The time-bending, hospital-based cat and mouse horror ‘Inoperable’ offers a refreshing change from the usual horror-tropes, throwing in a sense of misdirection and an open-ended feel to its plot and conclusion.

Christopher Lawrence Chapman writes and directs a film whose plot description is probably best left described by its press release:

“A young woman wakes up in a seemingly evacuated hospital with a hurricane approaching that has awakened malevolent forces inside. She realizes she must escape the hospital before the hurricane passes, or she will be trapped there forever.”

Difficult to describe in any greater detail without offering up spoilers, which in a mystery film which would be somewhat, well, spoiling.

The film plays with like short looping sections of story, which start with the lead character in the same location (the drivers seat of a Corvette Stingray no less) and end with her passing out in the hospital, rebooting the sequence. Each time she revives she is able to make a little more progress with her escape and offering us little tit-bits of exposition, so we can figure out just what the fudge is going on.

Within the sections there are some characters which are ‘friendlies’, whereas most, namely the hospital surgeons and orderlies, are hostile. As I said in the opener, time is very disjointed in this film, and often we meet the various characters at different stages in their ‘looping’ attempts to escape.

Sound confusing? Well, to be honest it makes more sense when you watch it, although ultimately, it doesn’t really develop much past this mechanic. I didn’t get 100% of what was happening (perhaps a second viewing would have helped here), and then there is an ending, which seemed like it could have been a really clever twist, or a not so clever cop out! I still haven’t decided for myself.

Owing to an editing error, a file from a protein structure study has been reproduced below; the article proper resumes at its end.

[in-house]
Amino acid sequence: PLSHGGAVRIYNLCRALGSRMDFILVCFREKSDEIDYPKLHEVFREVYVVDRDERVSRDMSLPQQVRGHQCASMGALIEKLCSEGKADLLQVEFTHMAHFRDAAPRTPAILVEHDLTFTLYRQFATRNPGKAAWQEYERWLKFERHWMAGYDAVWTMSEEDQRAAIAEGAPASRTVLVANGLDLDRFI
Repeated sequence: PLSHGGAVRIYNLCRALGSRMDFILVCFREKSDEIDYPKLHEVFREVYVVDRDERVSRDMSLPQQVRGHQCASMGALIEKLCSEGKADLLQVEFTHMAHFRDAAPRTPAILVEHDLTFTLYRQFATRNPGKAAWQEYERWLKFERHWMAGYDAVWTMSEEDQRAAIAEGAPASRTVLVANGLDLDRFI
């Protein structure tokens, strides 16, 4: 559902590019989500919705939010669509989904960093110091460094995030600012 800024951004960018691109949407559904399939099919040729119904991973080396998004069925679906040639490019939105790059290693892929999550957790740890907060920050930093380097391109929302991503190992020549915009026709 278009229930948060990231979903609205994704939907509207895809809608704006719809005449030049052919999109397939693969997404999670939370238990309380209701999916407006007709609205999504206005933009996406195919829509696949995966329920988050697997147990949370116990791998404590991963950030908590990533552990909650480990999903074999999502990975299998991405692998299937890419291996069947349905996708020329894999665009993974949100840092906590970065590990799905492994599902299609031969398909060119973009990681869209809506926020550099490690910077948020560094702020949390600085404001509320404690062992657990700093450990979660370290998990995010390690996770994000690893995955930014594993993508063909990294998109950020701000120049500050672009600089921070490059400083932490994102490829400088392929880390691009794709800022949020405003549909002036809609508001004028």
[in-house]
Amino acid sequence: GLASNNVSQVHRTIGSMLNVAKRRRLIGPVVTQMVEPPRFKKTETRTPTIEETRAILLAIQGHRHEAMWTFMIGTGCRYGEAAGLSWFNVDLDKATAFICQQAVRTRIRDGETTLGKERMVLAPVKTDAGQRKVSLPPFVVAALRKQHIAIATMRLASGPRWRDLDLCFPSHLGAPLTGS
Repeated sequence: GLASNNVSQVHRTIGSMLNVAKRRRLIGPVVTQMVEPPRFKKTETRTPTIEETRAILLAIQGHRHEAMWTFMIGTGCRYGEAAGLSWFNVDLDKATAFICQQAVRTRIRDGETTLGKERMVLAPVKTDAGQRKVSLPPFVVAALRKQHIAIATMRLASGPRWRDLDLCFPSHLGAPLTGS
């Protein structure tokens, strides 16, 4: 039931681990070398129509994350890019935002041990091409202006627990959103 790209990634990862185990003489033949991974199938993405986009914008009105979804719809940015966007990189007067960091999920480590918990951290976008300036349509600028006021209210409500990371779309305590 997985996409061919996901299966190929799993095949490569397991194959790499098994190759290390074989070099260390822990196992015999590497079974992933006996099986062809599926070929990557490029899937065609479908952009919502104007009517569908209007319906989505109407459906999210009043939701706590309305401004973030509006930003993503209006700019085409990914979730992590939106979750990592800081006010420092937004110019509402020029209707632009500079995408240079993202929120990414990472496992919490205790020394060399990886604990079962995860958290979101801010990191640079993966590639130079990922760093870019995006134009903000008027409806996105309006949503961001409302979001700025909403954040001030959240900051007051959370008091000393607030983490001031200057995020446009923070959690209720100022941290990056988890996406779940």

Beyond the story, which is intriguing throughout, there are some nice sections of gore, great practical effects and some reasonably horrific operations performed on often live victims. They are not that frequent, so don’t expect a slasher, but it was a nice touch to give the cat and mouse run around sequences a little more context – I certainly wouldn’t have wanted to have gotten caught!

There are some attempts at a few jump scares, and there is the typical psych-ward patient which appears ominously in the back ground of shots, but ultimately, and rather bizarrely, the hospital was of contemporary design, as opposed to derelict. Its fine, but it was a bit off putting to see a horror hospital with higher standard of cleanliness than our local NHS walk-in.

Overall, ‘Inoperable’ was a nice 90-minute distraction. It dips its toe into a lot of nice ideas, none of which are particularly developed, but all of which work well enough for an evenings worth of entertainment. It ticks the gore and violence box, with a decent story to keep things moving at a swift pace; although like I said, the jury is still out on the ending.

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